Whatever the reason, this has been a Disa year. I have built a new bench for them, I have repotted them all and I have pollinated more flowers than I can possibly grow on. The
attraction is real, but I'm not convinced it is rational.
Disa uniflora grows in permanently wet conditions on Table Mountain and other mountains in the Western Cape where it is pollinated by a rather elegant large butterfly (Meneris tulbaghia).
In the greenhouse it is pollinated by a short-sighted man with a bamboo barbeque skewer, which is an unfortunate fall from grace. The colour ranges from the pink side of red to the scarlet side, most
of the variability is expressed in the hood. There is also a fabled pure yellow form which I have killed twice and am currently admitting defeat with.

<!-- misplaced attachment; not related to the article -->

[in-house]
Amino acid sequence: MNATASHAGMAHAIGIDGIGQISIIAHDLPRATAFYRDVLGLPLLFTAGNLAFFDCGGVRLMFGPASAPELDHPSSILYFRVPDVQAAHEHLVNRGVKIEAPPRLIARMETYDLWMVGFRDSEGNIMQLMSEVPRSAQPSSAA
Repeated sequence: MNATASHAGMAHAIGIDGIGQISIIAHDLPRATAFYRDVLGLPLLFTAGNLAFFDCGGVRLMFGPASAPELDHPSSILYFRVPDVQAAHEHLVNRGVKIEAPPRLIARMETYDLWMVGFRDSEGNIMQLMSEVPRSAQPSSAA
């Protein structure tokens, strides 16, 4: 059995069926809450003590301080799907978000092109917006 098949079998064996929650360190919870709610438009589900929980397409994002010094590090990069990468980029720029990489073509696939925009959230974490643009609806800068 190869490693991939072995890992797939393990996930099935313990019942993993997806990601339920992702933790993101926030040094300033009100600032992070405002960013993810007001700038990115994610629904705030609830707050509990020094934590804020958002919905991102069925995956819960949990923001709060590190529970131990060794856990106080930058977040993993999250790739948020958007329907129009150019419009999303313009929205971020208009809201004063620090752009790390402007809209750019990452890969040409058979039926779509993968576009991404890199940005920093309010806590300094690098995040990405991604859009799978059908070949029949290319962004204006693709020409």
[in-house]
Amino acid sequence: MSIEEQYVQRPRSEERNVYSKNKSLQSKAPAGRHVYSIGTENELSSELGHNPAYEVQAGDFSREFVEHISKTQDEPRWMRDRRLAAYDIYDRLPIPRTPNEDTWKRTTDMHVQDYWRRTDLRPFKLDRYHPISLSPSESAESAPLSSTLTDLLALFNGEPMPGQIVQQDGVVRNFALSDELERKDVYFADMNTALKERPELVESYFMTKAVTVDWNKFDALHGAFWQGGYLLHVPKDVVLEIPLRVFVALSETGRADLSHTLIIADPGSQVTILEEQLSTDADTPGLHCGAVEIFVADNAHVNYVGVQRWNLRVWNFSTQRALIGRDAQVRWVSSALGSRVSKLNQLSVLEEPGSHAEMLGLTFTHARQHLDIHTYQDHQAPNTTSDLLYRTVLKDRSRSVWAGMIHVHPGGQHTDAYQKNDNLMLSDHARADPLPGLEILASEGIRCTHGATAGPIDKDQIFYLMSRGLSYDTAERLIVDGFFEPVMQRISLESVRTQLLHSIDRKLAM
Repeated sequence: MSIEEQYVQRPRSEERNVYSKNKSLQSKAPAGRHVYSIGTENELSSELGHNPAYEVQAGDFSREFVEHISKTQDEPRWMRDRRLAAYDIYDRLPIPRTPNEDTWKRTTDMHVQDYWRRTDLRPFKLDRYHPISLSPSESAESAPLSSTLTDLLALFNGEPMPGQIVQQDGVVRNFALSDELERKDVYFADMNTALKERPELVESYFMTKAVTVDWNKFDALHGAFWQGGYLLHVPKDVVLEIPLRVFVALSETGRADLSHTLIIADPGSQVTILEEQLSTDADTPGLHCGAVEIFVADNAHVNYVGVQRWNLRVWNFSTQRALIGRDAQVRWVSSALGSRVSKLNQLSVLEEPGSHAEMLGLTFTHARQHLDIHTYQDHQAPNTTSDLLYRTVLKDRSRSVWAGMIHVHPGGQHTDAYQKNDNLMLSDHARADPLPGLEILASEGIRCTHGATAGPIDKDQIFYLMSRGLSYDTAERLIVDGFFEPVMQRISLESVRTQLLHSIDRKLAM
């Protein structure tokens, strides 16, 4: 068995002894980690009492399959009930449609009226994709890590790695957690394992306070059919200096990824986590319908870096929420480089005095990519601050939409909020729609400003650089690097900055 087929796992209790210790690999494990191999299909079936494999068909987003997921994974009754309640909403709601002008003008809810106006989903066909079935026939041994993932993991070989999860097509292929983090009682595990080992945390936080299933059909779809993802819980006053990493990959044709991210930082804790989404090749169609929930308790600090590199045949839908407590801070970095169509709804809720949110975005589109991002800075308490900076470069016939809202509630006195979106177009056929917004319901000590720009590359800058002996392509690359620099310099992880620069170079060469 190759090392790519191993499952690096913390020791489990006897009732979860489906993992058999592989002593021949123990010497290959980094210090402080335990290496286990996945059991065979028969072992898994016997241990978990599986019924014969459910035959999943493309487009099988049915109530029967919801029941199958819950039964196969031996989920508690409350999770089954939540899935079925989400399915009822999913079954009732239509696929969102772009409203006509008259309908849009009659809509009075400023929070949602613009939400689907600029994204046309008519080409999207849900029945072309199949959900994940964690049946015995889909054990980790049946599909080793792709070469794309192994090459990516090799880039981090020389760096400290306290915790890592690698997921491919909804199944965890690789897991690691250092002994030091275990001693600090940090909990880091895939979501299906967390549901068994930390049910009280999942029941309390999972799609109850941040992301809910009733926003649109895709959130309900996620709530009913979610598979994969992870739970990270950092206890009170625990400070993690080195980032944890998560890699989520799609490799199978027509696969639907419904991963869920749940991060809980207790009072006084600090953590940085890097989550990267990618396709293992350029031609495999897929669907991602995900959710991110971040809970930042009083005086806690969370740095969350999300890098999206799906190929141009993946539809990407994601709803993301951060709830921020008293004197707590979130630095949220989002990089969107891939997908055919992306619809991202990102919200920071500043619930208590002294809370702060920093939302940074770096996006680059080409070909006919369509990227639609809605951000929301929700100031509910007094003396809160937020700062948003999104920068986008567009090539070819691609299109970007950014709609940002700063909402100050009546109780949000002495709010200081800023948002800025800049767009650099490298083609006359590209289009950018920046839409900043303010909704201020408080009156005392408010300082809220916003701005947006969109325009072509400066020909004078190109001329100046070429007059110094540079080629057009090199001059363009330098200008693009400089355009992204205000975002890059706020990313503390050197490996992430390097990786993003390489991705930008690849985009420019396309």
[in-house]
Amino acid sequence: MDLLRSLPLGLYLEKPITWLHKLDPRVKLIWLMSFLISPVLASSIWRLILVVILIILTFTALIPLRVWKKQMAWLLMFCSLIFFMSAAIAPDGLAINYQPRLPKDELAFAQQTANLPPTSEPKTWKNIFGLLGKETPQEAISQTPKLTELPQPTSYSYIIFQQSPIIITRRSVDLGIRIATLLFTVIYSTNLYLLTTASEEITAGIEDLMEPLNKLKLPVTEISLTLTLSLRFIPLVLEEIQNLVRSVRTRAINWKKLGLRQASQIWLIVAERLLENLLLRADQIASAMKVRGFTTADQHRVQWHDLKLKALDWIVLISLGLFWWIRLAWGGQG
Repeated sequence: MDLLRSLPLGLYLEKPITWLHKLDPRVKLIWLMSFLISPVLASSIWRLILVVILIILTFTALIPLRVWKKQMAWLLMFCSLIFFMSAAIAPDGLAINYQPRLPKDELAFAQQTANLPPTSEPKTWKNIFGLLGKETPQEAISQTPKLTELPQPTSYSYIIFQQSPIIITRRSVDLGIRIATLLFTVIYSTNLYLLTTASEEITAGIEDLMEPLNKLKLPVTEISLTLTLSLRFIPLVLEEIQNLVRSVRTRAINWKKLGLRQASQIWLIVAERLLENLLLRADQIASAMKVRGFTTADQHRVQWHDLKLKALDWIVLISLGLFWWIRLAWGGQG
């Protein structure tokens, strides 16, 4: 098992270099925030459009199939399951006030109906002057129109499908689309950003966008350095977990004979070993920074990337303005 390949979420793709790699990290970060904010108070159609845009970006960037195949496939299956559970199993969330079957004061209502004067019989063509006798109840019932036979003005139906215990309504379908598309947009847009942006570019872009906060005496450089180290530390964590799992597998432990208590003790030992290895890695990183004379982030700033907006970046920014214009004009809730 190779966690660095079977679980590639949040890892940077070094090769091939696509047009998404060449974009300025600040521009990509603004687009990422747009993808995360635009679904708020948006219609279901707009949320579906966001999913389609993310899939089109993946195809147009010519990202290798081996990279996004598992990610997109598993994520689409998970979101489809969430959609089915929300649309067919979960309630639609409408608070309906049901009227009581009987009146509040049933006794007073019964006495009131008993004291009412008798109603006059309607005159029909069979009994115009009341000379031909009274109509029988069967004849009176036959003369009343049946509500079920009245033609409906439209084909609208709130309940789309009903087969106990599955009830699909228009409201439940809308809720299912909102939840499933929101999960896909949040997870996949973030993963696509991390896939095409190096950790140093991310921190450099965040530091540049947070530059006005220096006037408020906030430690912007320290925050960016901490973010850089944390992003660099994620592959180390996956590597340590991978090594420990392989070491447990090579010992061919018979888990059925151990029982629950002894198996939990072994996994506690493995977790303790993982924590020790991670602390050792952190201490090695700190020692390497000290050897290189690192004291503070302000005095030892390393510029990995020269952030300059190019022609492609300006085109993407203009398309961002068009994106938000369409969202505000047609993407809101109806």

It is one of the hardiest of the species and the foundation of all modern breeding work. It has very short stems, and modern breeders have an eye on the cut flower market (where rumour has it there is
still some money to be made) so it has been crossed with taller growing species to produce some magnificently flowered and gravitationally unstable hybrids.
To find particular groups of plants I grow, click on the genus name in the table above. Click on the "Index" box at the top of the page for the full list.
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about what is going on, if you are interested.